They also claim that OpenAI has used hardball tactics to prevent workers from voicing their concerns about the technology, including restrictive nondisparagement agreements that departing employees were asked to sign.

“OpenAI is really excited about building A.G.I., and they are recklessly racing to be the first there,” said Daniel Kokotajlo, a former researcher in OpenAI’s governance division and one of the group’s organizers.

Anyone looking for jaw-dropping allegations from the whistleblowers will likely leave disappointed. Kokotajlo’s sole specific complaint in the article is that “some employees believed” Microsoft had released a new version of GPT-4 in Bing without proper testing; Microsoft denies that this happened.

But the accompanying letter offers one possible explanation for why the charges feel so thin: employees are forbidden from saying more by various agreements they signed as a condition of working at the company. (The company has said it is removing some of the more onerous language from its agreements, after Vox reported on them last month.)

“We’re proud of our track record providing the most capable and safest A.I. systems and believe in our scientific approach to addressing risk,” an OpenAI spokeswoman told the Times. “We agree that rigorous debate is crucial given the significance of this technology, and we’ll continue to engage with governments, civil society and other communities around the world.”

The company also created a whistleblower hotline for employees to anonymously voice their concerns. 

So how should we think about this letter? 

I imagine that it will be a Rorschach test for whoever reads it, and what they see will depend on what they think of the AI safety movement in general.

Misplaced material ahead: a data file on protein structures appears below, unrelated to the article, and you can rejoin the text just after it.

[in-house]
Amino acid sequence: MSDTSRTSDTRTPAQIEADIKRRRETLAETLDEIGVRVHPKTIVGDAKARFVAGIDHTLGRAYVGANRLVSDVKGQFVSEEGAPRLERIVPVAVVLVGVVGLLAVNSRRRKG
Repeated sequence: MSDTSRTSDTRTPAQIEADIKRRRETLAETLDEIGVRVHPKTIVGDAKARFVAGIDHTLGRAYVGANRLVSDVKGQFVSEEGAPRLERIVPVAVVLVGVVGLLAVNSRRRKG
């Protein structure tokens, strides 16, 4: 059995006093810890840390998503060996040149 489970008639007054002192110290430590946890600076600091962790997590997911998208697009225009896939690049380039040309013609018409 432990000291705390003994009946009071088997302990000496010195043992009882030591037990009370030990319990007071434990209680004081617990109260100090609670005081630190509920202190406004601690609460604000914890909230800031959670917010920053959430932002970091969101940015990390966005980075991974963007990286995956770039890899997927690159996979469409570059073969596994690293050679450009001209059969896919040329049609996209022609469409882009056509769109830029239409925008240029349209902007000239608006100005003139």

For those who believe that AI poses existential risk, I imagine this letter will provide welcome evidence that at least some employees inside the big AI makers are taking those risks seriously. And for those who don’t, I imagine it will provide more ammunition for the argument that the AI doomers are once again warning about dire outcomes without providing any compelling evidence for their beliefs.  

As a journalist, I find myself naturally sympathetic to people inside companies who warn about problems that haven’t happened yet. Journalism often serves a similar purpose, and every once in a while, it can help prevent those problems from occurring. (This can often make the reporter look foolish, since they spent all that time warning about a scenario that never unfolded, but that’s a subject for another day.)

At the same time, there’s no doubt that the AI safety argument has begun to feel a bit tedious over the past year, when the harms caused by large language models have been funnier than they have been terrifying. Last week, when OpenAI put out the first account of how its products are being used in covert influence operations, there simply wasn’t much there to report. 

We’ve seen plenty of problematic misuse of AI, particularly deepfakes in elections and in schools. (And of women in general.) And yet people who sign letters like the one released today fail to connect high-level hand-wringing about their companies to the products and policy decisions that their companies make. Instead, they speak through opaque open letters that have surprisingly little to say about what safe development might actually look like in practice.

For a more complete view of the problem, I preferred another (and much longer) piece of writing that came out Tuesday. Leopold Aschenbrenner, who worked on OpenAI’s superalignment team and was reportedly fired for leaking in April, published a 165-page paper today laying out a path from GPT-4 to superintelligence, the dangers it poses, and the challenge of aligning that intelligence with human intentions.

We’ve heard a lot of this before, and the hypotheses remain as untestable (for now) as they always have. But I find it difficult to read the paper and not come away believing that AI companies ought to prioritize alignment research, and that current and former employees ought to be able to talk about the risks they are seeing.

“Navigating these perils will require good people bringing a level of seriousness to the table that has not yet been offered,” Aschenbrenner concludes. “As the acceleration intensifies, I only expect the discourse to get more shrill. But my greatest hope is that there will be those who feel the weight of what is coming, and take it as a solemn call to duty.”

And if those who feel the weight of what is coming work for an AI company, it seems important that they be able to talk about what they’re seeing now, and in the open.